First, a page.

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Page last updated at 08:48 GMT, Monday, 30 January 2012

Politicians taste 'first blood' on bonuses


The Royal Bank of Scotland has announced that its chief executive, Stephen Hester, will not take his bonus of shares worth almost £1m.

Business editor Robert Peston told the Today programme's Sarah Montague that Sir Philip Hampton, the chairman of the Royal Bank of Scotland, said that it would be very difficult for a bank owned by taxpayers to "defy the will of parliament." after Labour called for a vote.

He explained that the government put pressure on RBS to bring forward the announcement on bonuses in the hope of "lancing the boil", but if it had waited until other banks had announced their bonuses, which would probably have been a lot larger, it wouldn't have been seen as badly.

Sir Philip Augur, who worked in the City for more than 20 years running NatWest's global equity and bond business before becoming group managing director at Schroders, maintained that Stephen Hester was worth the proposed bonus because it was in the long term interest of UK taxpayers to get RBS "into really good shape".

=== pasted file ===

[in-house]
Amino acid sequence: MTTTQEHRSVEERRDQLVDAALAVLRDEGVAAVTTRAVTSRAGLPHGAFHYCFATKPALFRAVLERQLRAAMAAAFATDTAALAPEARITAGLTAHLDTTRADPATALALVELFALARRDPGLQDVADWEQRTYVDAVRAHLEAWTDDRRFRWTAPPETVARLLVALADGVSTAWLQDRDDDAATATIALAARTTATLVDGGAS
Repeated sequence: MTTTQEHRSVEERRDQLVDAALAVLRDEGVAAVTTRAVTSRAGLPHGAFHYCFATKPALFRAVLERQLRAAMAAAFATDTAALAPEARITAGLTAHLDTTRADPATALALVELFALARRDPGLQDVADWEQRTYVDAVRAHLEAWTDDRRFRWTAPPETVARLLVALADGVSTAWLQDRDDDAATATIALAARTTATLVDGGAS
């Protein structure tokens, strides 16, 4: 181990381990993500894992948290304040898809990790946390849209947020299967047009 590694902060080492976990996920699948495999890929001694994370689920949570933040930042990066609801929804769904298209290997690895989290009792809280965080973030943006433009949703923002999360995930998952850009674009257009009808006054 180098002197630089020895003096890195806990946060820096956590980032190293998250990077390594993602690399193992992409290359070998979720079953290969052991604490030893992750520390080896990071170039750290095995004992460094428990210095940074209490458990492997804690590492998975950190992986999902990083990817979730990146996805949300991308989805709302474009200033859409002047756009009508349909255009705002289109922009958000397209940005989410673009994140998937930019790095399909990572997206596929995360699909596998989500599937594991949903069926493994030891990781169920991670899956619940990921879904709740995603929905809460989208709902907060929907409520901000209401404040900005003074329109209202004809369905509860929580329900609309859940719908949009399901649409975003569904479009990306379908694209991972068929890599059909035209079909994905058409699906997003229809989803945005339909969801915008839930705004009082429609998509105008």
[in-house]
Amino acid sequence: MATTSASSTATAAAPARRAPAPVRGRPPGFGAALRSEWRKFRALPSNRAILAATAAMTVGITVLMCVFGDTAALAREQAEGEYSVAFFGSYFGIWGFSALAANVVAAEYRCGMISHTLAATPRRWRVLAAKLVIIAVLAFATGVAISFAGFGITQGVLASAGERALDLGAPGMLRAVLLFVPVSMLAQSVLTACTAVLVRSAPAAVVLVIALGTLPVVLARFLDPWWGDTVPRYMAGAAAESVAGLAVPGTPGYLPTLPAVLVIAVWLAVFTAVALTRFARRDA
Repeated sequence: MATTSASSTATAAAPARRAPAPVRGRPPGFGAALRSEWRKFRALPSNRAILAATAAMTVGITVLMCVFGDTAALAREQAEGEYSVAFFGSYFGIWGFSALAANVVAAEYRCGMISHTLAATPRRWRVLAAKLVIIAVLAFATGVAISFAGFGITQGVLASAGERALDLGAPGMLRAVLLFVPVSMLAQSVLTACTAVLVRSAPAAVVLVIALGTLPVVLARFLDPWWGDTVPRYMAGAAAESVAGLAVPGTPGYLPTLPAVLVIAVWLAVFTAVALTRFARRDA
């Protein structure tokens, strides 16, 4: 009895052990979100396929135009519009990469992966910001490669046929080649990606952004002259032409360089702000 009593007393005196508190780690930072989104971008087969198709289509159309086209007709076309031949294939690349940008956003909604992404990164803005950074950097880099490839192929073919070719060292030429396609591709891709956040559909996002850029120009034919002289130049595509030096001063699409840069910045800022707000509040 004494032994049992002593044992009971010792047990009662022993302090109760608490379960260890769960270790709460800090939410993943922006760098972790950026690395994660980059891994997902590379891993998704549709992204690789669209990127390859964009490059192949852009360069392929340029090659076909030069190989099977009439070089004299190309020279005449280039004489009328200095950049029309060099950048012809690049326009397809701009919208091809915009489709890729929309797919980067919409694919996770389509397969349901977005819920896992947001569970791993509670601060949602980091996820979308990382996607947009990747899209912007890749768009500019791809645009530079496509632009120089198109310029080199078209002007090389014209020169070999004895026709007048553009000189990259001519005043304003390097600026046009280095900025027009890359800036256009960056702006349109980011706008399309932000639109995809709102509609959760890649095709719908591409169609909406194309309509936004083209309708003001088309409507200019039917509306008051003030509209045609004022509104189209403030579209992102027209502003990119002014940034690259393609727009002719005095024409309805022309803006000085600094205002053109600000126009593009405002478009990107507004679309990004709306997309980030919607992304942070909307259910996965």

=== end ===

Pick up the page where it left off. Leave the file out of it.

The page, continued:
He went on to say that the issue of executive pay is a "global problem" and if anything is to be changed there has to be a "concerted effort" led by America for shareholders to exert pressure on banks to stop paying out so much compensation. But, he added, there is little evidence this is happening.

Political editor Nick Robinson said it was significant that RBS declared that it was the calling of a Commons vote by Labour that made the difference.

He said that that bankers may now fear that "politicians have tasted first blood" and there will be many in Westminster who will want to keep this process going.

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